In the back pew:

Out of all my years at this United Methodist sponsored University, a Christian school, I found myself for the first time inside a Methodist church. Like many of my mornings I woke up, showered, and foggily made my way to my closet.

“What does one wear to church?” I yanked out all my business attire and stared at the sprawled sea of colored fabrics on my bed. The truth of the matter is that I really don’t know what to wear to church. I have always heard horror stories about the “crash and burn of a reputation” due to a not quite right Sunday outfit, with the skirt falling above the knee when you sit.

I finally chose a pair of gray slacks and a blouse which my grandmother gave me. I began thinking to myself, “what ever happened to come as you are?” That is what I was told. Does God not see me as one of the beings created out of His own manifestation of love? I could not see the creator of all consciousness casting me aside because of the garments I wear.

As I made my way down the crooked concrete steps of my porch, my mind wandered; “What will they think when I walk in, and what will they think of my garment?” Do my friends remember that I am not a Christian, and never have been?

My father was Catholic from birth and spent most of his young life in a Catholic school under the educational care of nuns in Los Angeles. Through his years of religious study he began to experience a feeling of emptiness in his faith. My father -a man always seeking truth, even if truth is in disagreement with his wants- set out on a quest for knowledge.

Years later he pursued his undergraduate degree in West African studies. Within those vast pages of philosophical doctrine, my father’s emptiness was filled. He found the truth he longed for in the religion of Ifa from the Yoruba people of Nigeria, my mother is of the same faith.

So many are afraid to venture outside their realities for fear that what they think they know may be challenged. I admire both of my parents for their courage in opposition to their faith and love.

Unfortunately, before they attained their degrees, I was born and their pursuit of higher education was halted. For one of them it was never rekindled again. My siblings and I were reared in a home with one of the largest Ifa and Yoruba studies libraries in the country.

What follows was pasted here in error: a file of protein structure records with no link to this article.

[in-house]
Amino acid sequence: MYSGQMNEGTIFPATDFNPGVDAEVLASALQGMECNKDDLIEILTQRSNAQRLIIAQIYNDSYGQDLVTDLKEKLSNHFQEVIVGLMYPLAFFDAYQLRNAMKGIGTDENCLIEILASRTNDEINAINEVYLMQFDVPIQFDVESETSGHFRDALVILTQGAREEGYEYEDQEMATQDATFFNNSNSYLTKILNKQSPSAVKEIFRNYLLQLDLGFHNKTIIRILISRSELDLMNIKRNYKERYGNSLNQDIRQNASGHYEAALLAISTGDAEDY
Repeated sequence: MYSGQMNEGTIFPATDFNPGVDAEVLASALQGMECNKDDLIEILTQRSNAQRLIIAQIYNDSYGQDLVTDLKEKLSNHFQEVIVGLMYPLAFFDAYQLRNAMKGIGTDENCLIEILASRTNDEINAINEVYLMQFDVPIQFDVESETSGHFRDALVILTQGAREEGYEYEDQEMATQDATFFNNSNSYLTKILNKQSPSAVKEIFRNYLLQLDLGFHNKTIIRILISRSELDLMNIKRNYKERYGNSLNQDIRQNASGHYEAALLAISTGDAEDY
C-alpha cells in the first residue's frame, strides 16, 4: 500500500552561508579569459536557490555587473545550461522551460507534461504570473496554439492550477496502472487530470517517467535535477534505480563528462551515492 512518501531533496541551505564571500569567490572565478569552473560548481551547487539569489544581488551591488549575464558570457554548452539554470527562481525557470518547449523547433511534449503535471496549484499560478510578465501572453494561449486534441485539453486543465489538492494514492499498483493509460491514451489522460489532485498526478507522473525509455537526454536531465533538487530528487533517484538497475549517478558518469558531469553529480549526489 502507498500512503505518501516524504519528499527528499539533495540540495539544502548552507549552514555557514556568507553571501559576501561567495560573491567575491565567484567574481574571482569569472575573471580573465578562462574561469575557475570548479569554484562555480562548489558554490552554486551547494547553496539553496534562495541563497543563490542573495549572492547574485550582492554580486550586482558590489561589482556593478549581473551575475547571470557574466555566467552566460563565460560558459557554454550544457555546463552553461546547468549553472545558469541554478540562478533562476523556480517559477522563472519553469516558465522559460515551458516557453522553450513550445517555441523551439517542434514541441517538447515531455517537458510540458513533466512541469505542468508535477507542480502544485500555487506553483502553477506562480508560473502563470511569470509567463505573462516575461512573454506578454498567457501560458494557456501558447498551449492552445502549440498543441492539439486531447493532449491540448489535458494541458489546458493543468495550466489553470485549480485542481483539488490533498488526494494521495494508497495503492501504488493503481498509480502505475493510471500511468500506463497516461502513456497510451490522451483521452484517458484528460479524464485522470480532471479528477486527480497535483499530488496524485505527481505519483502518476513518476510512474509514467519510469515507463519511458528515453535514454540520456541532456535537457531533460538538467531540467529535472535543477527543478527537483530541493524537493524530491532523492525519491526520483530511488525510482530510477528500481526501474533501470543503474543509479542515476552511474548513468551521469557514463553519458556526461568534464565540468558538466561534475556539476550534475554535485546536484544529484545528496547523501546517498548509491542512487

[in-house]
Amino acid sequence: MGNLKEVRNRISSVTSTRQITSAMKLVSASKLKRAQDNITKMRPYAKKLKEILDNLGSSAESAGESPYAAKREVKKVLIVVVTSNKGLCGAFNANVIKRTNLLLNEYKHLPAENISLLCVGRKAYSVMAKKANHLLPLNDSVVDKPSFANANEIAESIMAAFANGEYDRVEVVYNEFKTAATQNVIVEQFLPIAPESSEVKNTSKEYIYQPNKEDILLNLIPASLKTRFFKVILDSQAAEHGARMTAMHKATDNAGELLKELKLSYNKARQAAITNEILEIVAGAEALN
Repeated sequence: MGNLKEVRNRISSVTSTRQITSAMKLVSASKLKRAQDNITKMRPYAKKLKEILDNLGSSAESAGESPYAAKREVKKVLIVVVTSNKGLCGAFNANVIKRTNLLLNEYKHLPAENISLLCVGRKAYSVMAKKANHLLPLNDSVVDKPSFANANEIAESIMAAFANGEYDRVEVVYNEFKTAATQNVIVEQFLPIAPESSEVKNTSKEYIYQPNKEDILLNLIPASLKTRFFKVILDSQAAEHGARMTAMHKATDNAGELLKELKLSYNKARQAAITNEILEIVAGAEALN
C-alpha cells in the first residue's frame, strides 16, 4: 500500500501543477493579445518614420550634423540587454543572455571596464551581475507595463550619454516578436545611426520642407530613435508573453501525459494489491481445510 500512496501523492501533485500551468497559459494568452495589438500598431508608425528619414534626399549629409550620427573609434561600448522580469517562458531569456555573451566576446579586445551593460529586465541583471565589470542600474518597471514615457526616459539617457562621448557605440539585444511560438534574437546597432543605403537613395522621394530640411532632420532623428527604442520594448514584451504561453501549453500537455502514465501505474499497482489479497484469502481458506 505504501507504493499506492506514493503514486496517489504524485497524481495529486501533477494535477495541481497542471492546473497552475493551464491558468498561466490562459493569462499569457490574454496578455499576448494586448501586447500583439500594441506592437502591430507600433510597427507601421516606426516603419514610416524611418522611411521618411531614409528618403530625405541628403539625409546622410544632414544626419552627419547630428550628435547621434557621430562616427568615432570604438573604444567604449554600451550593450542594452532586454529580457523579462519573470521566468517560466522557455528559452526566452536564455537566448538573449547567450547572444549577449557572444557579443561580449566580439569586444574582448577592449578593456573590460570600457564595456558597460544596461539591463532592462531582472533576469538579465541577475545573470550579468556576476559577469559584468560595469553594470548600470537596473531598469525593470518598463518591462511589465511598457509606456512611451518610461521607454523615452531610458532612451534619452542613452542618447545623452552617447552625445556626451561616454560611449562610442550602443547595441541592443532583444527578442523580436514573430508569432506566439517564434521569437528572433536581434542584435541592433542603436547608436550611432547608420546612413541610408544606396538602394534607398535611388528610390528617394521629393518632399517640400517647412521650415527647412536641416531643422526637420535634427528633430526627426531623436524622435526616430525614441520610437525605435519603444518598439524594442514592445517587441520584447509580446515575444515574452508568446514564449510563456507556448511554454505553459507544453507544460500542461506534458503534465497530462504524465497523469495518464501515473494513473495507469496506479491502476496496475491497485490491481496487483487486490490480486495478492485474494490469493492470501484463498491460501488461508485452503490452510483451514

Now I can hear the minister begin. As I ascend the steps, the stone slabs clack loudly under my feet. The choir is raised in a crescendo of prayer as I make it up to the white glass doors, I stop. I peer in at all the faces so entranced in worship, I stood in awe. I ask myself “why did I come to church?”

Did I, for one moment, not want to feel like an outcast to mainstream black America? I remembered being very young and wanting to sing in the children’s gospel choir at my grandmother’s church. It was during her short crusade to convert her grandchildren from this “cult” she could not and would not try to understand. The church’s response to me after learning of my ‘demonization’ was “We don’t accept heathens.”

I never told my grandmother what was said to me, and to this day those words still hurt as much as they did when I arrived home to my mother’s arms in tears. A familiar action repeated in elementary school when children were told that non- Christians are evil. So taunts, teases, and rocks met my sister and me on regular occasions walking home from school.

As I watched the service from a distance, I felt that my issues with the African-American churches had to be shared by others. Heathen! Sinner! Cult member! Satan! Voodoo witch! Demon! Sadly, my negative experiences compelled me to leave that sacred ground even more scared than before.

Turning back to the path toward home, sadness filled me much like a toilet, clogging my throat and promoting a somewhat nauseating feeling. Could God see me and understand my pain for being different? I went back to my room and stripped out of the fabric sea so meticulously pressed that morning. I then resumed a sleep that often reoccurs when I’m sad.

As I lay beneath the sheets I prayed to God, not my God, but God, and asked for the strength to recognize my difference as a blessing. For a religion whose doctrine states “Judge not, lest ye be judged,” it seems so sad that those who sit in a house of the Lord find themselves not in sin.